All writers have a process that allows them to create. However, the art of "Writing" is often mistaken for that "Process." Hopefully this blog explains the difference, and inspires people to develop their crafts, become writers, or just keep on writing.

Monday, May 24, 2021

Dialogue - A Follow-Up

Last Friday's post was a discussion on the pros and cons of using different forms of dialogue, the benefits of internal versus external, and an aside to when narrating voice can take over for the spoken word. Definitely a lot to discuss, and maybe 800 words was not quite enough to get out all of the sordid details about dialogue's pros and cons. I thought it was a good start and a way to open up a conversation about the whens and hows of using quotes and narrative.

Then the IMs came in.

Nothing horrible, nothing toxic, but nevertheless some important points were brought up. I thought I would cover a few in particular just to highlight how things can be done in a few different ways, each with its own effect, or in some cases, with little effect whatsoever.

Let's say our character is working on some big, elaborate plan, and someone asks that character if they are sure it will work. Simple enough, so let's look at two possible responses, both in the first person:

  • I tell him everything seems to be in place and I can't think of what could possibly go wrong.
  • I tell him, "Everything seems to be in place and I can't think of what could possibly go wrong."

These are the same sentences, with the exception being the punctuation and capitalization. However, there is a difference here, and while it might seem inconsequential, it's still worth pointing out. The first sentence is just a part of the thought process, and it would easily flow along with narrative discussion, perhaps even getting lost in it. The second sentence, however, breaks from the narrative flow by taking the reader into a moment of discussion, perhaps even preparing them for a run of dialogue about what might be at risk in this situation. In this case, the quote is actually a prompt for further conversation, and there had better be one, otherwise the reader loses the nice, steady narrative flow and has to reset that rhythm at the expense of a nice, continuous pace.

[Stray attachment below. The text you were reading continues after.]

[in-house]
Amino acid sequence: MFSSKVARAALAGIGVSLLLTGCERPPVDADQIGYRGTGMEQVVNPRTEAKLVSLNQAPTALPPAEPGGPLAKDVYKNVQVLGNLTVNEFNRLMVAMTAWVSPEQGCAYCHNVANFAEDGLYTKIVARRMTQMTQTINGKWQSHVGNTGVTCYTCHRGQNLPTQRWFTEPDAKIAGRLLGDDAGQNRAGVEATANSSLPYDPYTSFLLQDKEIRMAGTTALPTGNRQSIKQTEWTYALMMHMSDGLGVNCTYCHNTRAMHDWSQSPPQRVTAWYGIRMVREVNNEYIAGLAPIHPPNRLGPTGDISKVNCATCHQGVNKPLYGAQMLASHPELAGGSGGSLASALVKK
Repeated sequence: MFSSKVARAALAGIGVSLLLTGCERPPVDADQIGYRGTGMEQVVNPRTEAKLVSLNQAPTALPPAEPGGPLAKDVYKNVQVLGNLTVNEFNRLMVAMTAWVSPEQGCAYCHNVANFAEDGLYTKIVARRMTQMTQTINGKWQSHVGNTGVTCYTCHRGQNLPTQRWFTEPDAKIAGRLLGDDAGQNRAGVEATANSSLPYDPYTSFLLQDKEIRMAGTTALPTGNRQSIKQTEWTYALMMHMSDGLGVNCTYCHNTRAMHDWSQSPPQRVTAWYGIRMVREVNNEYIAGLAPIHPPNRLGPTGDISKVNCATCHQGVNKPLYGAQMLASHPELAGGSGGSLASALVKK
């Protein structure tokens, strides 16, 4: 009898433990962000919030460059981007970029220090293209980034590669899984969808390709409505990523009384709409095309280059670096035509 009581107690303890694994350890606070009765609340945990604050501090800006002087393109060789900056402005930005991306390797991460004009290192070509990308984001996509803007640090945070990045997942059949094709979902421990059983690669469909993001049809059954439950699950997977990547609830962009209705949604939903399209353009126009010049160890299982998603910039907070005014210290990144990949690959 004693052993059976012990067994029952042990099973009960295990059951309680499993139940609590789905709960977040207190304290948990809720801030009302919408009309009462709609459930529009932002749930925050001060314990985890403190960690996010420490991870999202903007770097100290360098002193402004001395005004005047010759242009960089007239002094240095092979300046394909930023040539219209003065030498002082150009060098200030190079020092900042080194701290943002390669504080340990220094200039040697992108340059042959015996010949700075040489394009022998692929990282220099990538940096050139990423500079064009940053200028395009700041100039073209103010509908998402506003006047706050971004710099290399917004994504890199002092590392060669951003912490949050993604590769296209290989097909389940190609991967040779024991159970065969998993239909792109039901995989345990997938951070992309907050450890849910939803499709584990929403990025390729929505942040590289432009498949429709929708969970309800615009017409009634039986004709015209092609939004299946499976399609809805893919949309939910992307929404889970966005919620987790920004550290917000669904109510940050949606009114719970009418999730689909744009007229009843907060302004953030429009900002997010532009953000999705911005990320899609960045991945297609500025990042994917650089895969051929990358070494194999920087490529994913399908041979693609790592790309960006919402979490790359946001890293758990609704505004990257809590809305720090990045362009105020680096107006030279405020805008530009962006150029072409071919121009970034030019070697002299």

There's also another trick that can go on here, depending on how the situation in our hypothetical situation is playing out. Our first line is part of the narration so it does not necessarily stand out on its own merits. However, what if we want that observation to stand above everything else? What if something will go wrong a few pages from now, but we want to highlight our character's confidence that everything is accounted for. In this case, interrupting the narrative to offer a specific, word-for-word, detailed observation tells our reader that this one line is very important and speaks specifically to that character's mindset. It stands out, even though it is just one quote without a surrounding conversation. When it's played right, our reader sees that last part of the quote, "...what could possibly go wrong" and decides that this will be referred to just as something goes horribly wrong.

So, is there a hard-and-fast rule about how to do these things? Not a chance. These things are more style than rule, working for effect rather than following a specific mandate. In other words, feel free to play around with different ways, and see what happens. And don't take the IMs personally. They mean well.

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